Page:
I hope you’ve found this helpful and leave reading this with some inspiration to implement quality puzzle play into your home! And don’t forget to shop Londji at Norman and Jules to snag my favs!
About Amanda Motisi
As a young child, I always found writing to be a really helpful way for me to process experiences, conversations, problems, and relationships in my life. I often wrote letters to people I was close to and found that I was able to better communicate myself with words on paper than words in person sometimes. Growing up, I found comfort in writing assignments at school and oddly enjoyed working on interesting research projects or free-writing tasks.
Now, as an adult, I still turn to writing as a means of therapy and since becoming a mother, I have found it a very useful tool for me to express myself and, more importantly, help other women to do the same.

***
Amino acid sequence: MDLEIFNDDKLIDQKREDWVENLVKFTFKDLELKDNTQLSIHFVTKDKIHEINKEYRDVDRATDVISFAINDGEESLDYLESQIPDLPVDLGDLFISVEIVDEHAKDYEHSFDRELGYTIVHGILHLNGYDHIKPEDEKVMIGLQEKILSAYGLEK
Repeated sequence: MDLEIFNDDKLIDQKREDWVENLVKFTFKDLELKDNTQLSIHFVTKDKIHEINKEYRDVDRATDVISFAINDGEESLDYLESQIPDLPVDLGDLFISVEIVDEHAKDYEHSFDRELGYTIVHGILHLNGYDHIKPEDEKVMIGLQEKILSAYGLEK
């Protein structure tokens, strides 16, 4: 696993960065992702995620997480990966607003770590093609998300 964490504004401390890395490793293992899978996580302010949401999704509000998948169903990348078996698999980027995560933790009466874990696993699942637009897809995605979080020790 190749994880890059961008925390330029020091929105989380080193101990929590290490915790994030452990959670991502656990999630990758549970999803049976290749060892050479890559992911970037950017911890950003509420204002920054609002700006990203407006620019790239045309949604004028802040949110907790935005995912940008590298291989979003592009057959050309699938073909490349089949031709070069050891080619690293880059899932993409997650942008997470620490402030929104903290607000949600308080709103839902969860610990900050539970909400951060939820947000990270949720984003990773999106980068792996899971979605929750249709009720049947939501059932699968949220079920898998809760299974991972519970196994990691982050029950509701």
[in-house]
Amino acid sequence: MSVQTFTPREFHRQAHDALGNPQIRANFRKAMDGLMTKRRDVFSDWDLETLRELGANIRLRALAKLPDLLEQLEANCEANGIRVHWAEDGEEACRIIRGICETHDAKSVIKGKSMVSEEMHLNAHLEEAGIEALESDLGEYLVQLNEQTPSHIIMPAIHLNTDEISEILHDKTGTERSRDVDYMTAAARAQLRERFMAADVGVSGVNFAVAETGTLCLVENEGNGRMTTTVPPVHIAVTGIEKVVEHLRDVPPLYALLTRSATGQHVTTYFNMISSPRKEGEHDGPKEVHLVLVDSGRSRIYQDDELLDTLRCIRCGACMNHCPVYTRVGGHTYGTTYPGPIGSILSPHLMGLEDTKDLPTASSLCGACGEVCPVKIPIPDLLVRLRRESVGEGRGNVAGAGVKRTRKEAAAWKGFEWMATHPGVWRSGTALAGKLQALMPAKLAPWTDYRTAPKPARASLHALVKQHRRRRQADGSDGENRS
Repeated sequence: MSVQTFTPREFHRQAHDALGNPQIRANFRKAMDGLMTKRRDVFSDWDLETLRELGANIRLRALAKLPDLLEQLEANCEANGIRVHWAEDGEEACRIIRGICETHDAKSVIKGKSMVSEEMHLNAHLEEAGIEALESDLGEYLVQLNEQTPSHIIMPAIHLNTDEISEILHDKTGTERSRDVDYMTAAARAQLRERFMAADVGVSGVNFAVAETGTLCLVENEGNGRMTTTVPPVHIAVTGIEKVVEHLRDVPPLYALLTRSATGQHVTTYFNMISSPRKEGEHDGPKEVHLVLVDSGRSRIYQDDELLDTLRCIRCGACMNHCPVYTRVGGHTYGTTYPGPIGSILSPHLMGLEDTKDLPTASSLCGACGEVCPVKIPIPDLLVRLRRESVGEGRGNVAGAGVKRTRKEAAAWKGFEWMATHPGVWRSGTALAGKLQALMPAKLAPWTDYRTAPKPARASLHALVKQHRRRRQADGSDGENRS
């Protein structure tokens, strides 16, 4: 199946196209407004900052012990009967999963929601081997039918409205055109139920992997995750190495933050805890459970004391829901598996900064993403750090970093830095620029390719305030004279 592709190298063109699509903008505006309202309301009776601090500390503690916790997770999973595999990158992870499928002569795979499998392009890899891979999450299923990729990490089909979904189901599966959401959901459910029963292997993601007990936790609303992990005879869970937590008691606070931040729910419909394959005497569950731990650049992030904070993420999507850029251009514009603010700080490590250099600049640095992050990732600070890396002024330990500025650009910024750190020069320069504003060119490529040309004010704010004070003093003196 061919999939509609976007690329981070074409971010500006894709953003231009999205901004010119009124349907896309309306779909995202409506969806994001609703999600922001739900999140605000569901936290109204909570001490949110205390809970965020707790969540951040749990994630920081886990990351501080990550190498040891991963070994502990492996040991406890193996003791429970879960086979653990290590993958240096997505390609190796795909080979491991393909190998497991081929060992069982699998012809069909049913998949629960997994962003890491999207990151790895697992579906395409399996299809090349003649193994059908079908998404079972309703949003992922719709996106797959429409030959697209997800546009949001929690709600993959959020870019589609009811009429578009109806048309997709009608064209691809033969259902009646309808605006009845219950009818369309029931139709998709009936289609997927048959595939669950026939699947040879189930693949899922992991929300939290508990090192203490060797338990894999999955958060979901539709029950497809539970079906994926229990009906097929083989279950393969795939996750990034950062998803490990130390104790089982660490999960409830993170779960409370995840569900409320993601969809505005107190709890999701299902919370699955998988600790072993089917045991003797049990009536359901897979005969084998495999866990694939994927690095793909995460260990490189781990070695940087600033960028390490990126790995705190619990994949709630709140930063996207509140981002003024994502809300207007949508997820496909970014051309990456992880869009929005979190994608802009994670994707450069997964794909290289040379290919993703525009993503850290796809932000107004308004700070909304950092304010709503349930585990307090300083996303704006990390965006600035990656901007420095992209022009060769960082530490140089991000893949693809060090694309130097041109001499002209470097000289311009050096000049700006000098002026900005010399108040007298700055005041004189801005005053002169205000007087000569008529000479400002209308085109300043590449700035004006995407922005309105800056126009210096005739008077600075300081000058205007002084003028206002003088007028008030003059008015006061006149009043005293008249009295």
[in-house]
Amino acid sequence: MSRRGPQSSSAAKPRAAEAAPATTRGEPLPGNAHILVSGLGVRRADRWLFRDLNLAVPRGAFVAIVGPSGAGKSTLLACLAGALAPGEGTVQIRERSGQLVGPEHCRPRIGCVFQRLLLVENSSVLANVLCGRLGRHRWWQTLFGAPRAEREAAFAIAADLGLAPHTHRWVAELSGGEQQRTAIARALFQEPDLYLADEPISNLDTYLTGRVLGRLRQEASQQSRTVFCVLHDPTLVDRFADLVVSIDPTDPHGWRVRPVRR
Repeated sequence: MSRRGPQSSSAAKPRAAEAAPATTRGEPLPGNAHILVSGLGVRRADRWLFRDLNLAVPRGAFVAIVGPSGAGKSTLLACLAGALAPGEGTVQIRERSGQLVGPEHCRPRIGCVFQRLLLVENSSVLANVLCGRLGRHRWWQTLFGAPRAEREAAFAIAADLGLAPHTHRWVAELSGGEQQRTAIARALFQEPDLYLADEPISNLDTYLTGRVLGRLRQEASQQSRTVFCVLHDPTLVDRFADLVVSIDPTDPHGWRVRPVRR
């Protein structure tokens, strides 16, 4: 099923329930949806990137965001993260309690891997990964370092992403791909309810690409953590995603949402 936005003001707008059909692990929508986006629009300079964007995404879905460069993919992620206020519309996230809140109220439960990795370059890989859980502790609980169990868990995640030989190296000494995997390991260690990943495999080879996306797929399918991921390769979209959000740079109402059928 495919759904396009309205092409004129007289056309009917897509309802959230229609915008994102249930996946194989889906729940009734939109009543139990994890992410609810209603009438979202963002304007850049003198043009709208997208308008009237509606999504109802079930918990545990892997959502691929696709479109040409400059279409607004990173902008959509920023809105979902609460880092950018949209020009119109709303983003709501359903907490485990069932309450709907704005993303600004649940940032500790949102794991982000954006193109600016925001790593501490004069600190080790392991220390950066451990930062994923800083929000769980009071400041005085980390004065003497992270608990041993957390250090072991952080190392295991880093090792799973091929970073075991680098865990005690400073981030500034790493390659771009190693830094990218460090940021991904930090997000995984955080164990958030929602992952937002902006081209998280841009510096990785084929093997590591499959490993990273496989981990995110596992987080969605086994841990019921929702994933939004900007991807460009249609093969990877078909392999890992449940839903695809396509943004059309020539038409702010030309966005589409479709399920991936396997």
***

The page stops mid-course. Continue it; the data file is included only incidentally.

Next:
I write to unite women in our journey here together. I write to encourage women to better themselves from a place of self-love so they can be the best moms they can be. I write to share my experience as a special education teacher coupled with research regarding my own positive parenting beliefs in an effort to provide a helping hand and alternative perspectives for those looking for them. And most recently, I’ve been writing to share my unwavering belief in the power of open-ended play on the learning and development of children.
I am a real mom just like so many of you reading this and I care about our well-being and the future of our children. I believe in us and I believe in the power of writing. I believe in our stories and in the strength of our compassion for one another. I believe in you.